Sunday, October 10, 2010

Taxes among items of disagreement between candidates at Woman's Club political forum

By Rachel Bryant
University of Kentucky School of Journalism and Telecommunications

Candidates in the Nov. 2 elections gathered Thursday night for Midway’s political forum, presenting their views on controversial issues.

There are three contested races with special interest to Midway. Running for the state House in the 56th District are incumbent Carl P. Rollins of Midway and Republican Lyen Crews of Versailles. The district includes all of Woodford County, the northeastern third of Franklin County and the southwestern part of Fayette County.

There are two candidates for magistrate of Woodford County’s First District, Democratic incumbent Larry Craig and Republican challenger Curt Savage, both of Midway.

The race for Midway mayor is between incumbent Tom Bozarth and write-in candidate Scott Hayes. There are six candidates for six seats on the city council, making it a popularity contest.

Education and taxes were the major points of disagreement between Crews and Rollins, who faced off first.

Crews, vice president for business and financial affairs at Midway College, is for charter schools, which are tax supported but may have different curriculum and philosophy than other schools in the area and don’t have to follow the regulations governing ordinary public schools, but do have to meet certain standards. He said parents deserve a choice.

Rollins, chairman of the House Education Committee, is against charter schools. (He said at an Oct. 12 forum in Frankfort that studies had shown charter school were unlikely to improve instruction for students.) He said the effectiveness of teachers needs to be improved, by changing the evaluation process, because 99 percent of teachers rank as effective. He also said the best teachers need to teach the students who need the most help.

Crews called for eliminating both personal and corporate income taxes, saying lack of an income tax had helped Tennessee outstrip Kentucky economically. Rollins opposed the idea, saying if income taxes were eliminated a fifth of the state’s budget would be lost and programs would have to be cut.

The candidates also disagreed on the state retirement system. Rollins is for the defined benefit plan, the current approach, while Crews is for the defined contribution plan because he says it’s cheaper and would save the state money.

The magistrate candidates got into a heated debate over taxes. Savage, a retired businessman, said that if elected he would not raise taxes and accused Craig of raising taxes on Woodford County residents the last three years in a row.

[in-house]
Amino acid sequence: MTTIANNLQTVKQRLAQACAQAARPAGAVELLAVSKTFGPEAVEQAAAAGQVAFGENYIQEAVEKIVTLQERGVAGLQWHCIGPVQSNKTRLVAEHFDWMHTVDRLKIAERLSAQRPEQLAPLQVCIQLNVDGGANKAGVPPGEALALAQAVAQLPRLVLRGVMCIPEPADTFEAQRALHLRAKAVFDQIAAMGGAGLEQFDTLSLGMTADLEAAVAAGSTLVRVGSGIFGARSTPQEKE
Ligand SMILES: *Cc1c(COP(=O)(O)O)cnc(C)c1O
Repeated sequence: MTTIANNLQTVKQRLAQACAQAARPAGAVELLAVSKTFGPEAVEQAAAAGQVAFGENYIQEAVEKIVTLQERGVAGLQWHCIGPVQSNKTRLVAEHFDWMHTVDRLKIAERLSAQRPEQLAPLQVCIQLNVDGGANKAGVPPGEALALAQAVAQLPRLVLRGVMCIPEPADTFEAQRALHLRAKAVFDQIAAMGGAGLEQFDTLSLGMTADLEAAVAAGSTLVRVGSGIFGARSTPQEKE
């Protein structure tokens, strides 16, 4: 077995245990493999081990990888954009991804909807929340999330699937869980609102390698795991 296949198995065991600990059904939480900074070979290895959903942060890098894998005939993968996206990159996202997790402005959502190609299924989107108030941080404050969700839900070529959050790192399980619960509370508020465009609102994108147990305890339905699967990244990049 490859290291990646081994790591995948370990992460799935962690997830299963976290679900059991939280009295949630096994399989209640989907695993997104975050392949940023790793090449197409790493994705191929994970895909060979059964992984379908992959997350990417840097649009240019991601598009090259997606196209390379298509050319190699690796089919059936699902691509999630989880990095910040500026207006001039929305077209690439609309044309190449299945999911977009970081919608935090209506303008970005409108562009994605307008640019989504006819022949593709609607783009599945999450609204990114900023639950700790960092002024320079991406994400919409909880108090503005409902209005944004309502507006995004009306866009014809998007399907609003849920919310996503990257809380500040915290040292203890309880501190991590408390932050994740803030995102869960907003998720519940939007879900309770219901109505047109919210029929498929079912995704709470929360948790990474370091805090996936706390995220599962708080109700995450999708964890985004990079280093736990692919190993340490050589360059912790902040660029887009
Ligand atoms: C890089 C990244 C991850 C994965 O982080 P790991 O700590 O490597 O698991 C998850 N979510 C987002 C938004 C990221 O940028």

Craig denied ever raising taxes. He explained that property values had dropped and he voted for the compensating rate to keep the county’s property tax revenue the same as the year before. He said the compensating rate has to be passed or income will be lost that the county will not ever be able to get back.

Savage criticized Craig’s vote for a project that would have hired out-of-state contractors to analyze and retrofit county buildings to reduce energy costs. The project, which did not pass, would have cost $890,000. Savage said Craig’s vote for the project showed that he is too quick to borrow money. He also said “green engineers” from Kentucky should have been given the job. Craig said the project would have saved the county money in the long run.

The candidates for mayor (Hayes seated, Bozarth standing) were on stage for only a short time because just two questions were posed to them.

A Midway citizen voiced concern about cars speeding on West Stephens Street, where children play, and asked what the candidates would do about it.

Bozarth said he was aware of the problem and had sent extra patrol cars to the area. No tickets have been issued, he said, but police will continue to patrol the area to slow down the cars.

Hayes lives on West Stephens. He said the patrols are not working because they aren’t there when the speeders are.

“The biggest problem is it’s in the morning and afternoon when they’re on shift change,” Hayes said of the police. “If we could see if they could get federal overtime during those times then we might be able to get the cars to slow down.”

Hayes was asked why, if being mayor was so important to him, he had missed the January deadline to get on the ballot. He said that when he decided to run, he had missed the deadline.

About 50 people attended the forum at Midway College’s Anne Hart Raymond Center. The event was held by the Midway Woman’s Club.

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